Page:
The Church of God, (Cleveland), of which I was a member, taught that it is the second work of grace and requires total commitment. That is, it requires the crucifixion of the Flesh and total dedication, nothing reserved. Some of their practices are now belittled and often ridiculed, like modesty in dress and style, disciplined sexuality, forbidden use of addictive substances, non-participation in worldly entertainments such as movies, dancing, gambling, etc. These practices are now seen as legalisms but they did furnish a great deal of protection from the spirits and powers that have now brought our culture to ruin.

I still believe that true Christianity requires sanctification. This is the truth that should be restored to our teachings and doctrines and practices. These things that seemed so hard and grievous to us now were actually easy compared to that Baptism of the death of the Flesh, sanctification.

As to the debate, I now realize that sanctification must also be an ongoing process. Like when a baby is first born, it must be washed thoroughly and the mucous removed from its throat. But after a day and night, it must again be cleaned up and mollified with ointments, salves and powders and changes of garment. In the Christian experience, we find that the old crucified Flesh tries to resurrect quite often and has to be severely dealt with and put down under the control of the Holy Spirit.

“But I keep under my body, and bring it into subjection: lest that by any means, when I have preached to others, I myself should be a castaway,” I Corinthians 9:27.

What is ‘sanctification’?*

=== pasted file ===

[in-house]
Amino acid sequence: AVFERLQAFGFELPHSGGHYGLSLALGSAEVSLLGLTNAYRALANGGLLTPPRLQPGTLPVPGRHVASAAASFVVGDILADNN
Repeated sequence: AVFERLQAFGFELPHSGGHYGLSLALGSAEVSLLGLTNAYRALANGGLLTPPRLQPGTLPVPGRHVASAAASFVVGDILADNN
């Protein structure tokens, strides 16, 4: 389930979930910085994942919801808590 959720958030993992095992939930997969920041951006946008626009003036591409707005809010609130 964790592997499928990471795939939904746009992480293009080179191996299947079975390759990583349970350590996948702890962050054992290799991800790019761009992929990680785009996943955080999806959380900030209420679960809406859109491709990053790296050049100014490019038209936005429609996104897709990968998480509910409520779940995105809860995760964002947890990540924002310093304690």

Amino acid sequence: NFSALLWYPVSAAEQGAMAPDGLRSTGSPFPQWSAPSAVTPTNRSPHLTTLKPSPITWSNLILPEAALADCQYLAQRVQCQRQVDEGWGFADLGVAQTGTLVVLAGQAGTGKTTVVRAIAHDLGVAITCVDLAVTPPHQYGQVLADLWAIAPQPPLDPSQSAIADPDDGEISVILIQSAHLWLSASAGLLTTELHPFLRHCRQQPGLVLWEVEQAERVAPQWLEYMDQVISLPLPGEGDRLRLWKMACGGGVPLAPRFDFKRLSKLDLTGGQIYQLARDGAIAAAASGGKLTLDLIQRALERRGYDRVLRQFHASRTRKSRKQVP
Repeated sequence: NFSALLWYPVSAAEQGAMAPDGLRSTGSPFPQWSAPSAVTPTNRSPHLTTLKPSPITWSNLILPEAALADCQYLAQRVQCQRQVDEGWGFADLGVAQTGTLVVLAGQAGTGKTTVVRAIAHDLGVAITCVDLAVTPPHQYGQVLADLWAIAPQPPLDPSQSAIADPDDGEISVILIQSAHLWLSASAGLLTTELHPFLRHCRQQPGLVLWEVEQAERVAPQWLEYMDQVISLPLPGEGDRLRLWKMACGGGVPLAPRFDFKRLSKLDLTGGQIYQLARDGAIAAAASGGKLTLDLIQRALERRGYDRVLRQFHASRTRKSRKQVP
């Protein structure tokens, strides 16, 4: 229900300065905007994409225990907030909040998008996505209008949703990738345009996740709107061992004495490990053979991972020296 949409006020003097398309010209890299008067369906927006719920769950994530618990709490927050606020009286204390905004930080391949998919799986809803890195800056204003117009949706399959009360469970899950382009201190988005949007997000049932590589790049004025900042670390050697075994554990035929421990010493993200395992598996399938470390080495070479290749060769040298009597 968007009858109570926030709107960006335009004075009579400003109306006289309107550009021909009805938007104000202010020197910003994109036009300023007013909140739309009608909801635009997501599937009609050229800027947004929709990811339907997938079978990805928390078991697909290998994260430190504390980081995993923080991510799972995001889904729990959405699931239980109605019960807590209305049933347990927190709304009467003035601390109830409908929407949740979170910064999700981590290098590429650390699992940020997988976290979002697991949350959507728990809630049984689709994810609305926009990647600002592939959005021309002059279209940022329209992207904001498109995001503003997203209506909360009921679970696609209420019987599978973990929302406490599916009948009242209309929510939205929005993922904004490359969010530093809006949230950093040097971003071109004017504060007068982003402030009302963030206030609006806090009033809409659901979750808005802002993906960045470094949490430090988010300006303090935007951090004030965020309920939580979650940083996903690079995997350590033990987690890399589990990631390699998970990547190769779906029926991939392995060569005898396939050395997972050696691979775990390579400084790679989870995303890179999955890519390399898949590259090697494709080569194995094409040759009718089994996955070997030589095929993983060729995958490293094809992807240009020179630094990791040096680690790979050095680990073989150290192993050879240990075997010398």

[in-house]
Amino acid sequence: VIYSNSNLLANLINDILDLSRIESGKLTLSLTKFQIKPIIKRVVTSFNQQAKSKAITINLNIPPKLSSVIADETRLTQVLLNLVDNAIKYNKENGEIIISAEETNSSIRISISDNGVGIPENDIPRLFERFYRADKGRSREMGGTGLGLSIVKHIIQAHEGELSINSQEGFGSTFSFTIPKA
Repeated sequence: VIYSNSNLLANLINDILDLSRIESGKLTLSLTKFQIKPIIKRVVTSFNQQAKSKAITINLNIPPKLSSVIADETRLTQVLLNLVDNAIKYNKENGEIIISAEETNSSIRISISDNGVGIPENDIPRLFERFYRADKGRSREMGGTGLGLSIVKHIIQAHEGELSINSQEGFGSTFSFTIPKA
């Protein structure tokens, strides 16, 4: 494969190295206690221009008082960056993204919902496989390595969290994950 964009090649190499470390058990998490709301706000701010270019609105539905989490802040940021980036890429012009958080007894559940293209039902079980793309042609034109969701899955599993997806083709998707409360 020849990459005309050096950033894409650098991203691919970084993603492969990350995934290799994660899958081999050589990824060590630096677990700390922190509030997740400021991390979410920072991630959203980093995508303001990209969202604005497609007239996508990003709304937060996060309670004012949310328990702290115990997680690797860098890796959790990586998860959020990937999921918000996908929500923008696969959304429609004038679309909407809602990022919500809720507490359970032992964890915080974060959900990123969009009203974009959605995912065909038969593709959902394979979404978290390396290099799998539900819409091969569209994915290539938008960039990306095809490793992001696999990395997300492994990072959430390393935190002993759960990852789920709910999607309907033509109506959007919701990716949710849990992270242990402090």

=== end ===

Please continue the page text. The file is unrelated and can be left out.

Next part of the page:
First of all it is Holiness: Leviticus 11:44:

“For I am the Lord your God: ye shall therefore sanctify yourselves and ye shall be holy; for I am holy.”

It is God’s will: I Thessalonians 4:3-8:

“For this is the will of God, [even] your sanctification, that ye should abstain from fornication: That every one of you should know how to possess his vessel in sanctification and honour; Not in the lust of concupiscence, even as the Gentiles which know not God: That no [man] go beyond and defraud his brother in [any] matter: because that the Lord [is] the avenger of all such, as we also have forewarned you and testified. For God hath not called us unto uncleanness, but unto holiness. He therefore that despiseth, despiseth not man but God who also giveth unto us his holy Spirit.”

Second, sanctification is total commitment and dedication:

Romans 8:10, 13:
“And if Christ be in you, the body is dead because of sin, but the Spirit is life because of righteousness.”

“For if ye live after the flesh, ye shall die: but if ye through the Spirit do mortify the deeds of the body, ye shall live.”